In a parliamentary system such as we have in Canada, governments can time election calls to coincide with economic upturns, the completion of capital projects, favourable public opinion polls or the inexperience of new Opposition Leaders, or with almost any circumstance they wish.
While it is difficult to find hard evidence to prove that clever timing really does improve one's chances of winning an election, there is at least anecdotal evidence that the government thinks it does. However, I will say that with the last general election in Nova Scotia, the fact that the sitting government of the day held off calling an election, as most of us remember. When we met in December and talked about - this was very clear in our minds, the experience of last summer, when most of us were waiting the whole summer for the election to be called. There's no doubt that that did not serve the sitting government of the day any benefit, but saw the further erosion of their place in the polls I think. I don't know if they would disagree with that, but it did not serve them well.
It's debatable whether having the option to call an election, to delay the election call, is of any value. I think it's debatable whether having the option to call it early is of any real value. Former New Democratic Party MP Lorne Nystrom, speaking in the House of Commons in February 2004, claimed, "There is not a party in this country . . . that has not manipulated the election date in order to suit their own political interests." That is from Hansard, February 17, 2004.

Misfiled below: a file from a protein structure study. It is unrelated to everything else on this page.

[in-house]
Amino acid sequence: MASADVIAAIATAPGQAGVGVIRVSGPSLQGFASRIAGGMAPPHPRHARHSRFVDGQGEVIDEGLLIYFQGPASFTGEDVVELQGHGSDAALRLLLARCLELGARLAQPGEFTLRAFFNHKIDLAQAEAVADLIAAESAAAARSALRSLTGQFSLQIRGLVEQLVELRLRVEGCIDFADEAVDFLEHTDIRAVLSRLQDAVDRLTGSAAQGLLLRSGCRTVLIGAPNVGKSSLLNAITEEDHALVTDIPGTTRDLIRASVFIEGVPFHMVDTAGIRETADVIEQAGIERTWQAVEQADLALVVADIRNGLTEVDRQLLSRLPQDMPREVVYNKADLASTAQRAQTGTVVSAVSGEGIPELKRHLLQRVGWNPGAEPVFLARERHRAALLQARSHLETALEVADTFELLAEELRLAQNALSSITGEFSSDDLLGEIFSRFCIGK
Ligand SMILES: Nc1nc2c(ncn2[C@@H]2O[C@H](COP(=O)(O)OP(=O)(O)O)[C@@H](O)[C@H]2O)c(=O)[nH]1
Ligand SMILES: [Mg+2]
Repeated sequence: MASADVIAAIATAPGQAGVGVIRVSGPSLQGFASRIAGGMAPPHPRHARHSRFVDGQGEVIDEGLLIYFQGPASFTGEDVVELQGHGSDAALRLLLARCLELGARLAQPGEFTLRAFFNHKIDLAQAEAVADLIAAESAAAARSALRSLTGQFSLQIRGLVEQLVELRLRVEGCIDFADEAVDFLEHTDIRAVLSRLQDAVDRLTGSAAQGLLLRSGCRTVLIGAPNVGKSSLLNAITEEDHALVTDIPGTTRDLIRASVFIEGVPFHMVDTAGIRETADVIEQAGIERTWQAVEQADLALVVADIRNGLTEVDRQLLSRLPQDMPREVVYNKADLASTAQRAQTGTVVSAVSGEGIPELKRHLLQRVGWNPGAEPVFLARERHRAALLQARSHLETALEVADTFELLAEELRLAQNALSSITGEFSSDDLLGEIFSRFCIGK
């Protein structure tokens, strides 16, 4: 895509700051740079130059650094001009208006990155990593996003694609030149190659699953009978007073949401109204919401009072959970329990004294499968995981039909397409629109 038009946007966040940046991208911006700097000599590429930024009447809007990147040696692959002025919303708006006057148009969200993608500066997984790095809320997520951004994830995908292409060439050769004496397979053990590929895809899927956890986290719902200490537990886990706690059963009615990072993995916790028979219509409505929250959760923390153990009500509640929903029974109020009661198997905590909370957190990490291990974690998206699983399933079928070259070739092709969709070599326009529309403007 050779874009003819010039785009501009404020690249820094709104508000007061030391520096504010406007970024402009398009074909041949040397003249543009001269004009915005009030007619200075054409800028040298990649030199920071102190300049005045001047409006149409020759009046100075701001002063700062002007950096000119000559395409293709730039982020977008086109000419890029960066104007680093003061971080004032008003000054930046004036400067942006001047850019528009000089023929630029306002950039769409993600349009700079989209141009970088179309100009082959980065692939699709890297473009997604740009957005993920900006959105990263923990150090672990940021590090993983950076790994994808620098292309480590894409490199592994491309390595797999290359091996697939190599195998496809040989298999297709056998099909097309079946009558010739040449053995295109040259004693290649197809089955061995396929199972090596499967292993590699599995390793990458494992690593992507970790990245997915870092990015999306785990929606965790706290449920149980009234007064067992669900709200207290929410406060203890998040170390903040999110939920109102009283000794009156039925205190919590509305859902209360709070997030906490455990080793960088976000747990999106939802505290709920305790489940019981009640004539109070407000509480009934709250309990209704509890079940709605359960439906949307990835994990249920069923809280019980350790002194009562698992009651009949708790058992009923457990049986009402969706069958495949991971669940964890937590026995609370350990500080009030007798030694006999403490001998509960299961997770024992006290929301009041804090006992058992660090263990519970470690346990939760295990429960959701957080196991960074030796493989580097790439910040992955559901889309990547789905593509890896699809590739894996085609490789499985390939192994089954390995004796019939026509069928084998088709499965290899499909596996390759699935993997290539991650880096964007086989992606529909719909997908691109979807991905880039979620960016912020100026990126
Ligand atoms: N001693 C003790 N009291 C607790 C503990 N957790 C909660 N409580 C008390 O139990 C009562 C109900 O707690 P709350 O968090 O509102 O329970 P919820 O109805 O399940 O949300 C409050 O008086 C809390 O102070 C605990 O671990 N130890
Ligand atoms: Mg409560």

The manipulation of election dates likely contributes to increased voter cynicism as well as erosion of the political system's relevance and legitimacy in the minds of citizens. In fact, I know that most of us when we were on the election trail met many citizens who believed we did have fixed election dates; maybe that was because it was in October and so many other jurisdictions in Canada already have their election in October. Many of my voters, when I met them at the door, were surprised to hear that we didn't have fixed election dates actually, even with the fact that it was so well known in public that it was being dragged out. I don't know what that says about how information disseminates from this House to the public. In reality, that's the way it was. Many of them thought we did have fixed election dates and were surprised to hear that we did not have them.